Interview with Brenda Chen of Chrysalis VR

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“Chrysalis” is a virtual reality (VR) exploration game in which players get swallowed by a large aquatic beast and go on an adventure in its belly. Creator, Brenda Chen, designed “Chrysalis” with the intention to craft an experience that immerses players in a vibrant world full of wonders and sights that would never exist in reality. USC Games interviewed Brenda, a recipient of the Oculus Launchpad Grant to understand her aspirations in VR.

1. Please briefly introduce yourself.

I’m Brenda and I’m a senior in animation here at USC. I enjoy pushing the boundaries of tech to create immersive experiences — this includes installations, VR, AR, and anything in between. I made my first VR project, “Santiago,” sophomore year with a group of friends. “Santiago” is a multi-sensory dance party that integrates a real-world sculpture that players interact with to affect visuals and create music in a funky virtual world. This project was an experiment in tactile VR and my “gateway drug” for developing VR content. After “Santiago,” I pitched my next VR game, “Chrysalis,” to Oculus and received a grant from their Launchpad Program. We just wrapped up production and it’s now available on the Oculus Store free to play!

2. What inspires you to work in VR?

Ever since I was little, I fantasized about traveling to alternate realities, and with VR that is now possible! To me, VR feels like a physical manifestation of a dream. It’s magical and has the ability to make you feel as though you have been transported to a new world. With VR, my work is no longer limited to a canvas or a 2D screen, but instead I have the ability to craft whole universes. The possibilities are endless and I think that’s really exciting.

3. What inspired you to create “Chrysalis”?

I’m a huge fan of absurdity, designing weird creatures, and building virtual worlds and so decided to combine these passions into a wacky VR game. I wanted to create a feel-good experience that would allow people to escape from their stressful lives in the real world and unwind in a whimsical undersea maze filled with fish friends and comical narratives. I drew a lot of inspiration from Rick and Morty, Spongebob, and Accounting VR. Like these games and TV shows, “Chrysalis” introduces a fun cast of characters and immerses audiences in a humorous world that’s a bit wonky.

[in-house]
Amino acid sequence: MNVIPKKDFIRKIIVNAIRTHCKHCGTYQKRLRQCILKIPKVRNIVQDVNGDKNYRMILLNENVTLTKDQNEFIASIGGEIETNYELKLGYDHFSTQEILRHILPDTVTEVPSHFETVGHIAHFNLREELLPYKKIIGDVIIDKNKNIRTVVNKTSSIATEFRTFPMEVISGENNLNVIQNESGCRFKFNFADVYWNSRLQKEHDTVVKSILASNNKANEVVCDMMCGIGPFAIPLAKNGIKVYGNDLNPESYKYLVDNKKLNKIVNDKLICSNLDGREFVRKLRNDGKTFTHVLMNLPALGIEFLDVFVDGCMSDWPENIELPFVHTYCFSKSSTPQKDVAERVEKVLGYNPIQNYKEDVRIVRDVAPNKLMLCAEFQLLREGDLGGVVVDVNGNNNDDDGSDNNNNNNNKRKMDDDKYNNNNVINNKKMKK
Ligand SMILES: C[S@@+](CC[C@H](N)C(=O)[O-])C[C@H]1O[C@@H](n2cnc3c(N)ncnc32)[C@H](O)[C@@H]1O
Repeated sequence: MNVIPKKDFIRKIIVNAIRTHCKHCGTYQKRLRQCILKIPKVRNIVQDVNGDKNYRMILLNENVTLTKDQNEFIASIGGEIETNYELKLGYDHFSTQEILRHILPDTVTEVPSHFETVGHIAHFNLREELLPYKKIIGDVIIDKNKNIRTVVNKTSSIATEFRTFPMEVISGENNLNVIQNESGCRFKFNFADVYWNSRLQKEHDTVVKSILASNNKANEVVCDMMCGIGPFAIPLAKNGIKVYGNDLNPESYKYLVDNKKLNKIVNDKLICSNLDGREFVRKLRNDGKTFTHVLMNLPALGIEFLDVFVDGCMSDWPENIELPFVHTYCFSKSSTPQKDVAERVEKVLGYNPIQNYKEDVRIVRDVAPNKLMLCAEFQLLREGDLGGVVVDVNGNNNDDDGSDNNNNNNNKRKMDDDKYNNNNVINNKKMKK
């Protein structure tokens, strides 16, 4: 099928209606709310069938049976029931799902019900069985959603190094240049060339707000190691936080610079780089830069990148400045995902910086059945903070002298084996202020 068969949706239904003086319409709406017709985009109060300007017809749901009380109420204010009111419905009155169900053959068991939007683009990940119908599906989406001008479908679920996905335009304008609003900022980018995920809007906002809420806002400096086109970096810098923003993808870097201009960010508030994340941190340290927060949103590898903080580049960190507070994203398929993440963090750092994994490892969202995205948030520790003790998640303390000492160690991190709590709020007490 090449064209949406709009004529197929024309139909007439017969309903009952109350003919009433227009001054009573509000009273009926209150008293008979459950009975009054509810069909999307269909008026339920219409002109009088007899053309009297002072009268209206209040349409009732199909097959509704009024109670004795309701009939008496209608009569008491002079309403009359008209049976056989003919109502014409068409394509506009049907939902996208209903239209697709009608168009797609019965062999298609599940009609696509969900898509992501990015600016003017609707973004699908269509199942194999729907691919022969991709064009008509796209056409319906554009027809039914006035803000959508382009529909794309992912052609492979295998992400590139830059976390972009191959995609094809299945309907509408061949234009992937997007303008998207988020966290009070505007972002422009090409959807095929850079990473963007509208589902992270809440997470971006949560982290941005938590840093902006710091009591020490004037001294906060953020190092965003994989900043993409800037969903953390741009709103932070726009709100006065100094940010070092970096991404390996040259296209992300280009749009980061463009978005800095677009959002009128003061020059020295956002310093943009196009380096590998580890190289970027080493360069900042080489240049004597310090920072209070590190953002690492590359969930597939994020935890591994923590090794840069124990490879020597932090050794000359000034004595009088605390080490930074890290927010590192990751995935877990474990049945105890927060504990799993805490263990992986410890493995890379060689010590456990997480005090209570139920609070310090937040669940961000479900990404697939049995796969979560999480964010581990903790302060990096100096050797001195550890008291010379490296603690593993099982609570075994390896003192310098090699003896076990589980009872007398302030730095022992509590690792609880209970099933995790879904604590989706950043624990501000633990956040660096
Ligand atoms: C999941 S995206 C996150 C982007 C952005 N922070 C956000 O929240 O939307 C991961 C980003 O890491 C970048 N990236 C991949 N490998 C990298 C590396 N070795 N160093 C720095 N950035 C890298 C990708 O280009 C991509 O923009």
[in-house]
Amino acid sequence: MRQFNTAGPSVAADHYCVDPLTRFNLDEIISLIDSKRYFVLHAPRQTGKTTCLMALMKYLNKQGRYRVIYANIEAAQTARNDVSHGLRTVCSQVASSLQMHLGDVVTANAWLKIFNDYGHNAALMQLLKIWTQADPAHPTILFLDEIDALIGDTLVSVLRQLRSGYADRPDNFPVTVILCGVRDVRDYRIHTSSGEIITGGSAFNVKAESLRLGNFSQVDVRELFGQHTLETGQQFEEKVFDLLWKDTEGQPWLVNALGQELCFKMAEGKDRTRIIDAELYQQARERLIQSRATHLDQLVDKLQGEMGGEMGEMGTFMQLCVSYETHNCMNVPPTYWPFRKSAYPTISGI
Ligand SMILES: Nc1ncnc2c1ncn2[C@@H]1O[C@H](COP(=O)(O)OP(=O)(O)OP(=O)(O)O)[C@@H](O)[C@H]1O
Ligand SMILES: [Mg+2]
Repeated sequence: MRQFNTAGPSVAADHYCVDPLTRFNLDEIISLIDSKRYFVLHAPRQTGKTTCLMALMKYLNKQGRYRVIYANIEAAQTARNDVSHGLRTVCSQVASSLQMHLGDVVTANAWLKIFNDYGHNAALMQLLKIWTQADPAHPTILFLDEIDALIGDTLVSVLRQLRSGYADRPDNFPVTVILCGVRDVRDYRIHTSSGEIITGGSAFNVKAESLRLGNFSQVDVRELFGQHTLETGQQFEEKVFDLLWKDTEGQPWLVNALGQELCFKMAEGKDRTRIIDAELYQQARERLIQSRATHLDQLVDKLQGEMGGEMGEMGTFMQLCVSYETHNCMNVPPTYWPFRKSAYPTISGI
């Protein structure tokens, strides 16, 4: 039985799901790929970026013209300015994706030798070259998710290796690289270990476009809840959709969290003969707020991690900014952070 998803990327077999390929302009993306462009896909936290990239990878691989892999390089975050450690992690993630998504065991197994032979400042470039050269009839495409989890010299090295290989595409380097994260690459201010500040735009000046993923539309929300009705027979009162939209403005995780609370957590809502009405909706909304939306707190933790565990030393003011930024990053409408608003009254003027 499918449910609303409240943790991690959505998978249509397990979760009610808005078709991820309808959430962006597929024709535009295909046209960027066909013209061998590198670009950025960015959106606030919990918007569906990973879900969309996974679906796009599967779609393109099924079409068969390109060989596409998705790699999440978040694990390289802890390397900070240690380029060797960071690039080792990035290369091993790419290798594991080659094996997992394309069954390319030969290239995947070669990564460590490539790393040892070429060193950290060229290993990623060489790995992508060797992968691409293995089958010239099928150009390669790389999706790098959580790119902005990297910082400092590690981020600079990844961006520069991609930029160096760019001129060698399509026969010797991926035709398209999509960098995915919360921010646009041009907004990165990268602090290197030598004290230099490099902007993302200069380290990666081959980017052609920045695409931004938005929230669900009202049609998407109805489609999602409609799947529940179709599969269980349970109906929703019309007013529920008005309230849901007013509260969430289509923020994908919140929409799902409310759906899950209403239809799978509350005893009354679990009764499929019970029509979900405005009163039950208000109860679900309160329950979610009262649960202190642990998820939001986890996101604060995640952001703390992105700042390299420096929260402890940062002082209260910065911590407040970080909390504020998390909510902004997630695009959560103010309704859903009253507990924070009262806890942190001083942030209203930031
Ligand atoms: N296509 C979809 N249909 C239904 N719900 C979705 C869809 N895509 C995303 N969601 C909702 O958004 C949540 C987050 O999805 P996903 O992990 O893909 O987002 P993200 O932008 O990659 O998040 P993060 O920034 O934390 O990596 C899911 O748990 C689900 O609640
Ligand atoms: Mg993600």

4. What makes “Chrysalis” unique? What are the unique experiences that the players will receive?

We designed “Chrysalis” to be a casual VR game (casual in the sense that it does not require VR experience to play) so that it is accessible to everyone. Unlike other VR experiences, the narrative is not the main focus of the game. Rather, players are given the agency to discover it at their own rates or ignore it completely. Our main goal is to craft an intricate world of mysteries to promote exploration. We feel that it is more important that players feel present and autonomous than hear a story. Our art style is also unique. The textures for the corridors and characters were all hand-painted to create an organic look. We put a lot of love into the characters and environment designs and modeled them all in-house to make sure they really reflected our art style.

5. What is it like to work in the field that is new territory, new technology, and a new way of designing? How does “Chrysalis” reflect that?

It’s exciting and so much fun! Since VR is still such a new medium, there have yet been any established hard-set rules or guidelines. This gives emerging creators like me and my peers the creative freedom to experiment and invent. For instance, in “Chrysalis,” we toyed with the idea of having a virtual companion. In the game, players are accompanied by Adam, their stir-crazy angler fish sidekick, throughout their journey. We wanted to see if it is possible for players to form a bond with a digital being and if so, what that connection means. Aside from this, we also experimented with the quality of our visuals. We were constantly adding new assets and effects into the game and seeing how far we could go before the frame rate started to drop. We were in a constant battle with the GPU trying to find the right balance between playback speed and high-fidelity graphics. While difficult, it was a lot of fun to experiment and build experiences that have not yet been created.

6. In three words, how would you describe “Chrysalis”?

It’s whimsical, weird, and fun!

Find out more
Website: Facebook: /ChrysalisVRGame
Twitter: @ChrysalisVRGame


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